In news– The World Health Organization has released a revised Global Air Quality Guidelines recently.
The new Global Air Quality Guidelines
- These Guidelines provide clear evidence of the damage air pollution inflicts on human health, at even lower concentrations than previously understood.
- The guidelines recommend new air quality levels to protect the health of populations, by reducing levels of key air pollutants, some of which also contribute to climate change.
- The guidelines make more stringent limits for six pollutant categories —particulate matter (PM), ozone (O3), nitrogen dioxide (NO2) sulfur dioxide (SO2) and carbon monoxide (CO).
- It is WHO’s first-ever update since 2005.
- The upper limit of annual PM2.5 as per the 2005 standards, which is what countries now follow, is 10 microgram per cubic metre. That has now been revised to five microgram per cubic metre.
- The 24-hour ceiling used to be 25 microgram but has now dropped to 15.
- The PM10, or particulate matter of size exceeding 10 microgram, upper limit is 20 microgram and has now been revised to 15 whereas the 24-hour value has been revised from 50 to 45 microgram.
- The guidelines also highlight good practices for the management of certain types of particulate matter (for example, black carbon/elemental carbon, ultrafine particles, particles originating from sand and dust storms) for which there is currently insufficient quantitative evidence to set air quality guideline levels.
- Whilst not legally-binding, like all WHO guidelines, AQGs are an evidence-informed tool for policy-makers to guide legislation and policies, in order to reduce levels of air pollutants and decrease the burden of disease that results from exposure to air pollution worldwide.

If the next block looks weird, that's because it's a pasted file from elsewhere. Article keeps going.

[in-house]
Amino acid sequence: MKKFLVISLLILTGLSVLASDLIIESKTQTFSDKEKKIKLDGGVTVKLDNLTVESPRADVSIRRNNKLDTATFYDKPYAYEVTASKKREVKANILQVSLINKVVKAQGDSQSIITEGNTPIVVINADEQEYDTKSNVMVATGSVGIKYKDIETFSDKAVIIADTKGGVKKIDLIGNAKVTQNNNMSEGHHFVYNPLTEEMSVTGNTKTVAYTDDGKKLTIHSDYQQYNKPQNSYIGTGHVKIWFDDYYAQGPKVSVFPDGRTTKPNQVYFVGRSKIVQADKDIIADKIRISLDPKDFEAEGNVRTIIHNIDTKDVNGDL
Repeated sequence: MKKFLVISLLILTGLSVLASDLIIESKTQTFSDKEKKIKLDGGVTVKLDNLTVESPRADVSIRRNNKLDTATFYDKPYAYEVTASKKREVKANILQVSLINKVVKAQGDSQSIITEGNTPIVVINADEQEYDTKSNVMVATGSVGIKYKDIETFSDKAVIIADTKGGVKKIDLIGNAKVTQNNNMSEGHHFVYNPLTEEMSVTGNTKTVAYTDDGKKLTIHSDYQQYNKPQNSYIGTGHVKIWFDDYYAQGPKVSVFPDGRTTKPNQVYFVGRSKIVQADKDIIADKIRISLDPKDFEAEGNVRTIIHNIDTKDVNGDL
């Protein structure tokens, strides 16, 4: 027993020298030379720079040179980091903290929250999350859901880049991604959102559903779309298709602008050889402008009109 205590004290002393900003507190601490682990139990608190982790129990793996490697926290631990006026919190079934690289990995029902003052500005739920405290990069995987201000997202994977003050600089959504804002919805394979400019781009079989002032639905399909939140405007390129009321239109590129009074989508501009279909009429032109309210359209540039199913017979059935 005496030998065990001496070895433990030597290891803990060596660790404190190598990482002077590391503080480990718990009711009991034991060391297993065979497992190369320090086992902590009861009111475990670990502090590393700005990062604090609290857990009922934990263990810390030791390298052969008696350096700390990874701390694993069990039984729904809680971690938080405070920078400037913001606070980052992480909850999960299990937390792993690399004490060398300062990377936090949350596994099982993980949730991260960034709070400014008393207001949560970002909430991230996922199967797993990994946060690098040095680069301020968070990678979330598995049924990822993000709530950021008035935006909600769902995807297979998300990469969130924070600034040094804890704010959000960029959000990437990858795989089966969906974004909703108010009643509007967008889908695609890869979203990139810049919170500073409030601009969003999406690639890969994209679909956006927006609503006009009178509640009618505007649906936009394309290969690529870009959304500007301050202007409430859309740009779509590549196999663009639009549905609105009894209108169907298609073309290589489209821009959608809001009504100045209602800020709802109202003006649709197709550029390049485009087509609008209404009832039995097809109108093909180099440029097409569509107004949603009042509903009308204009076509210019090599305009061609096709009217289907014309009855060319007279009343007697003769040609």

- The development of these global AQGs was overseen by a steering group led by the WHO European Centre for Environment and Health.
Why emphasis on containing Air pollution?
- WHO says that every year, exposure to air pollution is estimated to cause 7 million premature deaths and result in the loss of millions more healthy years of life.
- In children, this could include reduced lung growth and function, respiratory infections and aggravated asthma.
- In adults, ischaemic heart disease and stroke are the most common causes of premature death attributable to outdoor air pollution, and evidence is also emerging of other effects such as diabetes and neurodegenerative conditions.
- This puts the burden of disease attributable to air pollution on a par with other major global health risks such as unhealthy diet and tobacco smoking.
- Both PM2.5 and PM10 are capable of penetrating deep into the lungs but PM2.5 can even enter the bloodstream, primarily resulting in cardiovascular and respiratory impacts, and also affecting other organs.
- PM is primarily generated by fuel combustion in different sectors including transport, energy, households, industry and from agriculture.
- In 2013, outdoor air pollution and particulate matter were classified as carcinogenic by WHO’s International Agency for Research on Cancer (IARC).
- In 2019, more than 90% of the global population lived in areas where concentrations exceeded the 2005 WHO air quality guideline for long term exposure to PM₂.₅.
Pollution in Indian cities
Delhi’s annual PM2.5 trends in 2020 was 16.8 times more than WHO’s revised air quality guidelines, while Mumbai’s exceeded 8-fold, Kolkata 9.4, Chennai 5.4, Hyderabad 7 and Ahmedabad exceeded 9.8 fold.
National Ambient Air Quality Standards (NAAQS)
- India’s NAAQs — last revised in 2009 — specify an annual limit of 60 microgram per cubic metre for PM 10 and 100 for a 24-hour period.
- Similarly it’s 40 for PM 2.5 annually and 60 on a 24-hour period.
- There are also standards for a host of chemical pollutants including sulphur dioxide, lead and nitrogen dioxide.
National Clean Air Programme(NCAP)
- The Central Government launched the (NCAP as a long-term, time-bound, national level strategy to tackle the air pollution problem across the country in a comprehensive manner.
- It aims to achieve a 20% to 30% reduction in Particulate Matter concentrations by 2024 keeping 2017 as the base year for the comparison of concentration.
- Under NCAP, 122 non-attainment cities have been identified across the country based on the Air Quality data from 2014-2018.